Reply
    • Abel Adamski

       /  July 26, 2015

      I am interested into what happened to the centre of rotation Pole shift due to changes in surface mass distribution caused by glacier/land ice melt research.
      Will also shift equatorial bulge and cause tectonic/geological and Volcanic activity.
      https://www.newscientist.com/article/dn24755-earths-poles-are-shifting-because-of-climate-change/#.U17X045ELzI
      Not much else published since 2013 as far as I can see

      Beginning to wonder if there isn’t a fear of spooking the horses whilst the important people make preparations tp protect themselves and their families

      Reply
  19. Loni

     /  July 24, 2015

    Another excellent post Robert, and thank you for the time that this must have required.
    One observation and several questions: The global sea temp graph, above the Superstorm Sandy photo, shows the eastern Pacific WITHOUT the super heated blobs. I do hope that is in our future.

    Paul Beckwith posted a video on this report where he shared that the superstorms would be packing 30 meter waves. If we were to see a major uptick in these storms, is their ability to ‘mix’ ocean waters negligible? In other words, ocean stratification will take place regardless and in spite of what these storms can do?

    In the process of the stratifications, how do the oceans planktons fair? They’re already taking it on the chin, if I remember right, down by 40%. And that’s where we get most of our oxygen, not to mention that they’re a food basic.

    The Greenland topography image is very interesting. What is happening with the melt ponds? Those are happening above the interior basin, right? If so, do they drain down through the depths of the ice cap? If so, that water is going to build up there until it finds a breach, and it will have some pressure to it, and probably some heat as well, right? This dynamic will also provide some rebound effect on the land mass I assume.

    Reply
  20. I put together an animation of Null School’s Pacific SSTAs from 2015 Jan-July 23rd. Wish I could do an overlay of the Jet Stream winds at 250 hPa. Love to see how ocean heat and the jet stream is interacting/reinforcing particularly in relation to NE Pacific Blob anomaly. Also around May-June seems like a pulses of heat start telegraphing from Japan and little further south to the Blob and then up into the Arctic.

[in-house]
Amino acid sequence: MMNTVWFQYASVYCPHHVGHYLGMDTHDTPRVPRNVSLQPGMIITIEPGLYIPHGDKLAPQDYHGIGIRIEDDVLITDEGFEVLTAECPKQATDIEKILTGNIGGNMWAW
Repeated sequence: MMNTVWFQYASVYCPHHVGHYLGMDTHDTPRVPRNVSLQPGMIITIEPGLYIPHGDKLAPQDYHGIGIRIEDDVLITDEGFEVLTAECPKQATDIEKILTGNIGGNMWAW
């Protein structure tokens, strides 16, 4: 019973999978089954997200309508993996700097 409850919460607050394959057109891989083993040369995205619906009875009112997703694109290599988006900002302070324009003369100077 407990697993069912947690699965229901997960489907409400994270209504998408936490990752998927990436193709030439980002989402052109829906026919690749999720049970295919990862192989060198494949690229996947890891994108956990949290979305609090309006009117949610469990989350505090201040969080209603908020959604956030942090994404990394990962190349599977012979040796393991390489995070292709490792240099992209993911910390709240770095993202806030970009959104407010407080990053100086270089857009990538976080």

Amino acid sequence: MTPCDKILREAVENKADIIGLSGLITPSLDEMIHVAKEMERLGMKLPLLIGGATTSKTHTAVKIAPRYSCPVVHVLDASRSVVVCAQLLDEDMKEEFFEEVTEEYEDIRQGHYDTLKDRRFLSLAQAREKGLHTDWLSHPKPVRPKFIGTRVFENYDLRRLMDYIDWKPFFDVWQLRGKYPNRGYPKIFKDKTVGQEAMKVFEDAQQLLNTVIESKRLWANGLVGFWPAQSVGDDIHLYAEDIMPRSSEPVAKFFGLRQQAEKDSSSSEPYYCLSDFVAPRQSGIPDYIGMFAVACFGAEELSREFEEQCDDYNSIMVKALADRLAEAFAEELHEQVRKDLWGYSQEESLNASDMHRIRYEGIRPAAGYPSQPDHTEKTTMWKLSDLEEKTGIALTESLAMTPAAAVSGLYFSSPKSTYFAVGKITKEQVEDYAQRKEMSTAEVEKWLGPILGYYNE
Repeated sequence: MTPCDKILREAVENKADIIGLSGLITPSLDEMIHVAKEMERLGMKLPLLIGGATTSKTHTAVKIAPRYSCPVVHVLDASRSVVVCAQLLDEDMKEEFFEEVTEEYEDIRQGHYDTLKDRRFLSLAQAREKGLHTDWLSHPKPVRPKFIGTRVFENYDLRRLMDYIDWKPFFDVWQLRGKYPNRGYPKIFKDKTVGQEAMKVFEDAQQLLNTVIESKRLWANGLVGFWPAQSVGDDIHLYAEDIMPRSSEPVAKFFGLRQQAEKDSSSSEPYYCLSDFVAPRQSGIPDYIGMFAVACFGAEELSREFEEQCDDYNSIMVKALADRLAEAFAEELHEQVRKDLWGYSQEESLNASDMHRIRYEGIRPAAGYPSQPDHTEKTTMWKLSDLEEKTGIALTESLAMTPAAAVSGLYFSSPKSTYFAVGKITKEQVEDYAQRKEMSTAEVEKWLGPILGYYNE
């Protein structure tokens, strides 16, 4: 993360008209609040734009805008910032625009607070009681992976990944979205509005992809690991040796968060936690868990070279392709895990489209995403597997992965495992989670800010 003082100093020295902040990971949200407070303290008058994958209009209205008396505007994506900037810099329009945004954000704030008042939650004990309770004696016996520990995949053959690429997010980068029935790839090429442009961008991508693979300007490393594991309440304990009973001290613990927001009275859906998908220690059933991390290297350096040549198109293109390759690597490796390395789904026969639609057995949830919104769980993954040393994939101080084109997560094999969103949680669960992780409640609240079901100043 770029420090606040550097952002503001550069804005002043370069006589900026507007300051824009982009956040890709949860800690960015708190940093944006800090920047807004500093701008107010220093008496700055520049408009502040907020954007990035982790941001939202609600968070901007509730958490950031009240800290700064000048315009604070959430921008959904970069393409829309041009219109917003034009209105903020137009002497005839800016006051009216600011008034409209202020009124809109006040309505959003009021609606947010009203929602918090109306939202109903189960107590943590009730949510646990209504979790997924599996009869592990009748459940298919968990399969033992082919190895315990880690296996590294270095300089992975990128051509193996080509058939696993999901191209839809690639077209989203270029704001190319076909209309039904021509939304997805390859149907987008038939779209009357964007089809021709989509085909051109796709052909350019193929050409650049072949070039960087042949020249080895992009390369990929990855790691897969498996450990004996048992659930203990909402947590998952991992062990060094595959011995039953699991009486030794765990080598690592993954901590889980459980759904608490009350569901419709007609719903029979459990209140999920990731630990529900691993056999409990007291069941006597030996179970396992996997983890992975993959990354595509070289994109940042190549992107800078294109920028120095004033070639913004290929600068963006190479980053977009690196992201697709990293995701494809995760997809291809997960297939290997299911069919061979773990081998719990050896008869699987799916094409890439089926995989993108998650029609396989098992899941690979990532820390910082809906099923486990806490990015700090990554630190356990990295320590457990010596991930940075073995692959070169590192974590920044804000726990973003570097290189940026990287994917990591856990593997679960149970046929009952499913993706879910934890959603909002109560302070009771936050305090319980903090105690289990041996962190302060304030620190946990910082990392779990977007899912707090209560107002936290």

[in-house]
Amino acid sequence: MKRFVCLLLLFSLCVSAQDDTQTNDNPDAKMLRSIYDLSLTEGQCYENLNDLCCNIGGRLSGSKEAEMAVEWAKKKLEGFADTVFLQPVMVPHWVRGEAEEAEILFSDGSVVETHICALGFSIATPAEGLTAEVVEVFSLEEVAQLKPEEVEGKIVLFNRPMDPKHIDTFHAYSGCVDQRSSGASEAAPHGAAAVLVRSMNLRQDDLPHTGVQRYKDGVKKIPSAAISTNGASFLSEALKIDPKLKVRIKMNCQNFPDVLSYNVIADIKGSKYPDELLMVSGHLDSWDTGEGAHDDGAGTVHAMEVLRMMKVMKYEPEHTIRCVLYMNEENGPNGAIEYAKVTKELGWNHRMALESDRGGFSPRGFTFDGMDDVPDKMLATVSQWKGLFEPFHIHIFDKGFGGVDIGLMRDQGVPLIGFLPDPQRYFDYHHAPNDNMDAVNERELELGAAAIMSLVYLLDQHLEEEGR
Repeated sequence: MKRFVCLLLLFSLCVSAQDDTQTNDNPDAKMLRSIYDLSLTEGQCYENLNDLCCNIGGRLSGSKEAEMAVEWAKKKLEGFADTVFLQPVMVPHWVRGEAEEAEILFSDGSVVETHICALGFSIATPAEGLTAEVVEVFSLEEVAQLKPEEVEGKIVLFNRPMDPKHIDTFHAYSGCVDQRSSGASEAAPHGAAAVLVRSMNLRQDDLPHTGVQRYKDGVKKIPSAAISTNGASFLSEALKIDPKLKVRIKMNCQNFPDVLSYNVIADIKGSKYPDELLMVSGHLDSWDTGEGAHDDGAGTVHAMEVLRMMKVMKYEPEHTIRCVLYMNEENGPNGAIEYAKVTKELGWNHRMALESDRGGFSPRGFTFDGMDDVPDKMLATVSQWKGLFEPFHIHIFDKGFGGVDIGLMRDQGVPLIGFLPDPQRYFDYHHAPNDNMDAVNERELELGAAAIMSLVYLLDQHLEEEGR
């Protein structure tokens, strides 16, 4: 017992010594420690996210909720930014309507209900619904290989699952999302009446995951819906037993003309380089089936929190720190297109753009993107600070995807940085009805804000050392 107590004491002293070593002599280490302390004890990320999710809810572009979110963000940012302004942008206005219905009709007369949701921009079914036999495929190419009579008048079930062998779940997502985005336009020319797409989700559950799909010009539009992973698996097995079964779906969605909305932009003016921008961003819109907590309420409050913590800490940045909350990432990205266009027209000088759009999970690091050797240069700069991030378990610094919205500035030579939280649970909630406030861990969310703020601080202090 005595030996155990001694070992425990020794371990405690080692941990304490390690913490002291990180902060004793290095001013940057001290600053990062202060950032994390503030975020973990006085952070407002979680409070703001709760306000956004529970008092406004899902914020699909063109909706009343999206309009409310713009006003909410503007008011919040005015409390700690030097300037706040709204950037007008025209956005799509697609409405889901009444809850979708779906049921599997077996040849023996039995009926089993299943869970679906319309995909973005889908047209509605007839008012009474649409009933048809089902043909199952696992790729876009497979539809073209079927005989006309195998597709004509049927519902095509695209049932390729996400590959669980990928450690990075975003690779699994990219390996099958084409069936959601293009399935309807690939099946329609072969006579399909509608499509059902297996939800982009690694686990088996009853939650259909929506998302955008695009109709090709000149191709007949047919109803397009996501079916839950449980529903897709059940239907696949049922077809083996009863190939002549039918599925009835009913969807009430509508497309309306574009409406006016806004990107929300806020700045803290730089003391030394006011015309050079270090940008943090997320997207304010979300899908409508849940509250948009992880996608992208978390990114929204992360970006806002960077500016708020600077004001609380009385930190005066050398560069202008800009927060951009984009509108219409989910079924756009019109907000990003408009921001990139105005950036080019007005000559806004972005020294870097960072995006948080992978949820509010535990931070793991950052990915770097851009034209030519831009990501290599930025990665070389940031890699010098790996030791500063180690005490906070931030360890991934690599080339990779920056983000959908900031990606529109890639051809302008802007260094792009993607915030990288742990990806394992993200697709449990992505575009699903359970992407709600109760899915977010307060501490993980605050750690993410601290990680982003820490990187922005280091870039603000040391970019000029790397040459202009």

Reply
  21. Colorado Bob

     /  July 25, 2015

    The world I have saved –

    VLJ Embraer Phenom 100 Landing at Narsarsuaq Airport in Greenland

    VLJ Embraer Phenom 100 Landing at Narsarsuaq Airport in Greenland

    Reply
  22. James Burton

     /  July 25, 2015

    Starting CO2 emissions down on a quick glide slope of 6% a year would challenge the fossil fuel energy giants like never before. We would in fact be telling them that we are finished with their energy source and making the change in an emergency manner. Given how far Global Warming has progressed, 6% seems rational enough. We can all hear the screams of horror from the lobbyist army camped out around Capital Hill. The Fossil Fuel Industry has had it all it’s own way for as long as any of us can remember. Gutting their golden Goose would be a shocking event. Though why big Fossil Fuel Companies can’t make the switch to developing and producing the new energy sources we need is beyond me! Perhaps, it would leave the quarterly profit reports in bad shape for a few years before their new technologies came on line and the cash flow kicked positive.
    Why are we told we can’t switch, when we know we can? Stupidity? Greed? Ignorance? Suicide Wish? Death Cult? God only knows.
    As I have grown older, I have seen America turn from a great “can do country” to a nation where all we hear is “can’t do”. Our forefathers would be disgusted with the lack of vision and initiative.

    Reply
    • Loni

       /  July 25, 2015

      Indeed James, I can see the next President of the United States being put into a position of having to declare Martial Law, just to get things moving, such as carbon reduction and forcing the Yucca Mountain nuke repository into use, as we decommission and move our low lying, flood threatened nuke plants.
      We have effectively ‘kicked this can’ down the road far enough, that our options now range from bad to worse.

      Reply
    • Very well said, James. Have to say that I agree wholeheartedly with your assessment.

      Reply
    • Sunkensheep

       /  July 25, 2015

      Two words “Stranded Assets”.